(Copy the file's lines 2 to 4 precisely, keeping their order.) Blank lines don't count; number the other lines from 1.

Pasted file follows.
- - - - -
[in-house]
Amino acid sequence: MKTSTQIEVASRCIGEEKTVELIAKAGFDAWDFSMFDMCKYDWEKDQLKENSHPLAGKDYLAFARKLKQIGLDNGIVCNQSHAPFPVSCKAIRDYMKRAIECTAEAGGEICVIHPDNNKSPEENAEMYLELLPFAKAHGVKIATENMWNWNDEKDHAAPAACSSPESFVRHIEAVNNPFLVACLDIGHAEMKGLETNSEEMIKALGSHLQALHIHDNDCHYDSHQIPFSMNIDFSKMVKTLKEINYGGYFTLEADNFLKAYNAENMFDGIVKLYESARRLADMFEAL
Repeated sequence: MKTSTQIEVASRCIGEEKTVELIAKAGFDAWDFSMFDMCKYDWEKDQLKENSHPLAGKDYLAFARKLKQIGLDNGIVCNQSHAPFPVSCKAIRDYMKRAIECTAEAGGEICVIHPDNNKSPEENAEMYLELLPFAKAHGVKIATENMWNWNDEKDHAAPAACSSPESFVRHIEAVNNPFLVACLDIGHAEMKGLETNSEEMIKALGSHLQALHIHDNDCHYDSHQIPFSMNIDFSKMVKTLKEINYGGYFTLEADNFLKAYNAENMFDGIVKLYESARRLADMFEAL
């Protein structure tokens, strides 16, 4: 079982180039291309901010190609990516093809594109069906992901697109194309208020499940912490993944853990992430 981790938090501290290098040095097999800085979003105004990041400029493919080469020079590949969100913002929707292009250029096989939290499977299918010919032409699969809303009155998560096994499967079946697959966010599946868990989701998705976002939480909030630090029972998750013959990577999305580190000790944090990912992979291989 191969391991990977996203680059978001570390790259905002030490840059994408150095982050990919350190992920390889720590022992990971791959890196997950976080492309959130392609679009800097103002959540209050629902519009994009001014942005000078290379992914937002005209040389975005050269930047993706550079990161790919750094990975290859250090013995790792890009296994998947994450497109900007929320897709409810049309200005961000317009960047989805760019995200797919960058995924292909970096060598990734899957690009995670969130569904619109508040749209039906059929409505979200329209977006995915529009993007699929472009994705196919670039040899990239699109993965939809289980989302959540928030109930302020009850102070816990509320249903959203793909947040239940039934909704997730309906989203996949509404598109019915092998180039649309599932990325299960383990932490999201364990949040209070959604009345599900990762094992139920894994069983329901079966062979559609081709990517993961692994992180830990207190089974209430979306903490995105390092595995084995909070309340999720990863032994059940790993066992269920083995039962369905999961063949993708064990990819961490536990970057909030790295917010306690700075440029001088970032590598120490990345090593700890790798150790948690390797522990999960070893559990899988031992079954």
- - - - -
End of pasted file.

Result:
Amino acid sequence: MKTSTQIEVASRCIGEEKTVELIAKAGFDAWDFSMFDMCKYDWEKDQLKENSHPLAGKDYLAFARKLKQIGLDNGIVCNQSHAPFPVSCKAIRDYMKRAIECTAEAGGEICVIHPDNNKSPEENAEMYLELLPFAKAHGVKIATENMWNWNDEKDHAAPAACSSPESFVRHIEAVNNPFLVACLDIGHAEMKGLETNSEEMIKALGSHLQALHIHDNDCHYDSHQIPFSMNIDFSKMVKTLKEINYGGYFTLEADNFLKAYNAENMFDGIVKLYESARRLADMFEAL
Repeated sequence: MKTSTQIEVASRCIGEEKTVELIAKAGFDAWDFSMFDMCKYDWEKDQLKENSHPLAGKDYLAFARKLKQIGLDNGIVCNQSHAPFPVSCKAIRDYMKRAIECTAEAGGEICVIHPDNNKSPEENAEMYLELLPFAKAHGVKIATENMWNWNDEKDHAAPAACSSPESFVRHIEAVNNPFLVACLDIGHAEMKGLETNSEEMIKALGSHLQALHIHDNDCHYDSHQIPFSMNIDFSKMVKTLKEINYGGYFTLEADNFLKAYNAENMFDGIVKLYESARRLADMFEAL
């Protein structure tokens, strides 16, 4: 079982180039291309901010190609990516093809594109069906992901697109194309208020499940912490993944853990992430 981790938090501290290098040095097999800085979003105004990041400029493919080469020079590949969100913002929707292009250029096989939290499977299918010919032409699969809303009155998560096994499967079946697959966010599946868990989701998705976002939480909030630090029972998750013959990577999305580190000790944090990912992979291989 191969391991990977996203680059978001570390790259905002030490840059994408150095982050990919350190992920390889720590022992990971791959890196997950976080492309959130392609679009800097103002959540209050629902519009994009001014942005000078290379992914937002005209040389975005050269930047993706550079990161790919750094990975290859250090013995790792890009296994998947994450497109900007929320897709409810049309200005961000317009960047989805760019995200797919960058995924292909970096060598990734899957690009995670969130569904619109508040749209039906059929409505979200329209977006995915529009993007699929472009994705196919670039040899990239699109993965939809289980989302959540928030109930302020009850102070816990509320249903959203793909947040239940039934909704997730309906989203996949509404598109019915092998180039649309599932990325299960383990932490999201364990949040209070959604009345599900990762094992139920894994069983329901079966062979559609081709990517993961692994992180830990207190089974209430979306903490995105390092595995084995909070309340999720990863032994059940790993066992269920083995039962369905999961063949993708064990990819961490536990970057909030790295917010306690700075440029001088970032590598120490990345090593700890790798150790948690390797522990999960070893559990899988031992079954």